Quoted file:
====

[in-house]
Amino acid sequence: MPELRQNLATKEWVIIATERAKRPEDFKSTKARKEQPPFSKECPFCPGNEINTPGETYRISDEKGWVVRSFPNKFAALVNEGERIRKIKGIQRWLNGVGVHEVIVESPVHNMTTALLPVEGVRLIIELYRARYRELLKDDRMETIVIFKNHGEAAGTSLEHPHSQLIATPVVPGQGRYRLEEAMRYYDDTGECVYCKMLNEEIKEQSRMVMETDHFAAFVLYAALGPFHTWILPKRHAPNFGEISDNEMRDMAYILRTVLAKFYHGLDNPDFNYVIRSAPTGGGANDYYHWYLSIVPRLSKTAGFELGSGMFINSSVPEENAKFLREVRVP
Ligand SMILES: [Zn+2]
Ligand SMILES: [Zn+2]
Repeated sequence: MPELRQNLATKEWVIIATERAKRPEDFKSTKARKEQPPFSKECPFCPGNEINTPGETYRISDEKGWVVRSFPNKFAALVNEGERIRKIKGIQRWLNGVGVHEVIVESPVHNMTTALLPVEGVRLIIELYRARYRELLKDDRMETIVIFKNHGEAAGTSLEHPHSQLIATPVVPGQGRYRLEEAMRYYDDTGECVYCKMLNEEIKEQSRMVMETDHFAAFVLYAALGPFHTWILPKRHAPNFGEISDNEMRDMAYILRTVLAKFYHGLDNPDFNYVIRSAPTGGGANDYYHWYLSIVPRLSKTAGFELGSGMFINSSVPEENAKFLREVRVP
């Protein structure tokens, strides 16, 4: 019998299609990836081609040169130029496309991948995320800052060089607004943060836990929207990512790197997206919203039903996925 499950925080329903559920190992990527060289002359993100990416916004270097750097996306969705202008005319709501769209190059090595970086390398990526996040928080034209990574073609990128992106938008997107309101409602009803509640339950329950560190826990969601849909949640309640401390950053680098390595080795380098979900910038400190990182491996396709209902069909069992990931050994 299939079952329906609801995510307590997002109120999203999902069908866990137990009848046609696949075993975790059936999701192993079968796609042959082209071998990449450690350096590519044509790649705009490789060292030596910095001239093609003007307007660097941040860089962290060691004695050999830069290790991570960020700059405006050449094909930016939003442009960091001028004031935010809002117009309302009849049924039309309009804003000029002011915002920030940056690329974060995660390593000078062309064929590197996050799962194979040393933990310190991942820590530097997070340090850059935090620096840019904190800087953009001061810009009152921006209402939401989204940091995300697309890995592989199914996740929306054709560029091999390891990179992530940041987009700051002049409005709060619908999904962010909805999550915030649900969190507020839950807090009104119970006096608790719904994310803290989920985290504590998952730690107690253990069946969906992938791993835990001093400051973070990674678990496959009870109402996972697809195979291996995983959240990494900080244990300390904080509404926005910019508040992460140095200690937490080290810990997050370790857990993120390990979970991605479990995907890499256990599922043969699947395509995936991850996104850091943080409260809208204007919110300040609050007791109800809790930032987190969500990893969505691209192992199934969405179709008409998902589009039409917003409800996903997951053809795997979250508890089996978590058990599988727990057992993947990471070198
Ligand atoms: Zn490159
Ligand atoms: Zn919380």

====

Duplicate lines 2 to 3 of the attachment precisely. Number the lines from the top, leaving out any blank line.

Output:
Amino acid sequence: MPELRQNLATKEWVIIATERAKRPEDFKSTKARKEQPPFSKECPFCPGNEINTPGETYRISDEKGWVVRSFPNKFAALVNEGERIRKIKGIQRWLNGVGVHEVIVESPVHNMTTALLPVEGVRLIIELYRARYRELLKDDRMETIVIFKNHGEAAGTSLEHPHSQLIATPVVPGQGRYRLEEAMRYYDDTGECVYCKMLNEEIKEQSRMVMETDHFAAFVLYAALGPFHTWILPKRHAPNFGEISDNEMRDMAYILRTVLAKFYHGLDNPDFNYVIRSAPTGGGANDYYHWYLSIVPRLSKTAGFELGSGMFINSSVPEENAKFLREVRVP
Ligand SMILES: [Zn+2]